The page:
You don’t want to go into debt trying to create the perfect home office setup. After you have found a place in your home, you should think about the things you will NEED to make sure it’s a comfortable and productive place for you to work. You can always add things over time. Plus, if your remote work situation is temporary, you don’t want to over-invest in a workspace.
A desk and a chair are the bare minimum you’ll need. An extra monitor can be a great investment if you like the extra screen real estate. Since I work a lot from home, a printer, a Bluetooth speaker, and a bookshelf are a part of my home setup. The main thing is to think rationally and not overspend.
Create a Gadget Safe Place
Phones can distract you no matter where you are working, whether at home or in the office. But when you are in your house and don’t have the social pressure of nosey coworkers or social norms, it can become a serious time suck. Add in tablets, smartwatches, and voice assistants, you might be assaulted every 15 minutes with some type of notification or message.
You don’t need to buy a safe to keep your devices in (unless that’s what it takes for you), but you should have a drawer or a stand or a special place on your desk to hold them. Try and get in the habit of putting them out of sight when you have huge amounts of work to get done.
If you are focused on getting in the zone, you can try the Pomodoro Technique. It’s a method of working in 25-minute sprints and then taking a 5-minute break, which I usually spend on my phone. I don’t do it often, but it helps on days when it feels impossible to concentrate.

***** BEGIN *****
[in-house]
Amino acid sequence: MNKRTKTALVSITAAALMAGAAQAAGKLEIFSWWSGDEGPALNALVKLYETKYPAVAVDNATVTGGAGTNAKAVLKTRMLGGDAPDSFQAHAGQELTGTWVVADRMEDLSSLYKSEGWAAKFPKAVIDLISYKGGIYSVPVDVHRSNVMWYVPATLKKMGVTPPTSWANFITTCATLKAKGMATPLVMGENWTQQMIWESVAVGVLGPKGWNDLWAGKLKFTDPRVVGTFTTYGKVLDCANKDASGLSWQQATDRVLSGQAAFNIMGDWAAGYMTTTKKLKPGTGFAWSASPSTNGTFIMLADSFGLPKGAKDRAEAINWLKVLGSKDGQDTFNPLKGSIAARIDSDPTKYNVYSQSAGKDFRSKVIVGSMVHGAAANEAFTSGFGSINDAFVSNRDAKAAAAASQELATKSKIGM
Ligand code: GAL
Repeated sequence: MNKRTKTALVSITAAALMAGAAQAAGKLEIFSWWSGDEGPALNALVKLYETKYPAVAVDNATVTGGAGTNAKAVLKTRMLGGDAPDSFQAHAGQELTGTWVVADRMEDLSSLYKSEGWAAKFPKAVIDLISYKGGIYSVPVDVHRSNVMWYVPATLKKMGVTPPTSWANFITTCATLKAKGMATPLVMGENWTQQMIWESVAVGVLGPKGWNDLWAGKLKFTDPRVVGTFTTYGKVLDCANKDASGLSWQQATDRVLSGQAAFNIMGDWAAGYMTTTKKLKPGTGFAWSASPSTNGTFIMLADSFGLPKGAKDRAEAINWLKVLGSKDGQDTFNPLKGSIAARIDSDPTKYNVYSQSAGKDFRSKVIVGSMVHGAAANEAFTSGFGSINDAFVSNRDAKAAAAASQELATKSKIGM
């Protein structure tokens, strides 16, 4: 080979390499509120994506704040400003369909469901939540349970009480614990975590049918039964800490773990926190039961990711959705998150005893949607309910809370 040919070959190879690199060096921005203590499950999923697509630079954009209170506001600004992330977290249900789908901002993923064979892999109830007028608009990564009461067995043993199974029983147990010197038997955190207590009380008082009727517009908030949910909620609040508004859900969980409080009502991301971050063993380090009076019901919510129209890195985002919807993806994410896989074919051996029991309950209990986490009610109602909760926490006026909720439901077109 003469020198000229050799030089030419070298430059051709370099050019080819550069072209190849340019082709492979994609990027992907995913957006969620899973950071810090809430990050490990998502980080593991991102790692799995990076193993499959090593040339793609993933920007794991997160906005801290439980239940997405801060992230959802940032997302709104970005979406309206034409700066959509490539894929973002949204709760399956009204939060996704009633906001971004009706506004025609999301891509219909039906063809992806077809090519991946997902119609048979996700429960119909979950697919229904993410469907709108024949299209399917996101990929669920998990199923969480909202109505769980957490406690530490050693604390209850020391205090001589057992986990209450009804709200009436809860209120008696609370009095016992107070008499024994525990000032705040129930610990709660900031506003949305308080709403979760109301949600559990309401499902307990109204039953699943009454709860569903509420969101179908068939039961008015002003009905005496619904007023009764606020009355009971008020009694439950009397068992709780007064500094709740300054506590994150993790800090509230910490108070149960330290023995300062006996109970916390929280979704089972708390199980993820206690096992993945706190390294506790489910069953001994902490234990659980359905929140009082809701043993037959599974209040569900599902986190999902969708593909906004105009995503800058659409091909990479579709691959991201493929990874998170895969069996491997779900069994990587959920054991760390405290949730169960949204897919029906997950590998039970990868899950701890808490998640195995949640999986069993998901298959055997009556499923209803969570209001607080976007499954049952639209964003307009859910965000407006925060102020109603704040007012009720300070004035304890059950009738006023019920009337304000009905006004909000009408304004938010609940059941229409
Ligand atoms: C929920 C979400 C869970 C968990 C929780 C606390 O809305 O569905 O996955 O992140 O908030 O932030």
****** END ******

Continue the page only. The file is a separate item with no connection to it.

Save on Your Taxes
Depending on how much space you are using for your office and how much time you will be spending working remotely, you might be able to deduct part of your rent or mortgage for tax benefits in the U.S. The IRS does allow people to deduct a percentage of housing costs, if you meet the specific guidelines, for having a home office. A space that is being used exclusively for business is eligible for a tax write-off.
If you only work at home part-time and for an employer, this can be difficult since it has to be your principal place of work. But, if you have a side-business in addition to work, such as real estate investing, then you may have a valid right to deduct a portion of your housing expenses every year. You should discuss this with a tax professional to ensure you meet the requirements.
Enjoy Working Remotely
Remote work isn’t for everyone, but I think most of us significantly appreciate the flexibility. Once you get used to your new normal, it can be a great experience.
It’s a tough time across the world right now and we are all facing a lot of self-containment. Giving your new remote work situation all you have is a great way to stay up until things return to normal.
Damien is a Personal Finance Nerd and former Facebook Product Manager who started Wealth Noir to help others find wealth. He actively invests in stocks, robo advisors, and cryptocurrency … but loves real estate investing. He holds an MBA from MIT and a Comp Sci & Econ degrees from Unv. of MD. He’s a proud dad, which is his biggest accomplishment.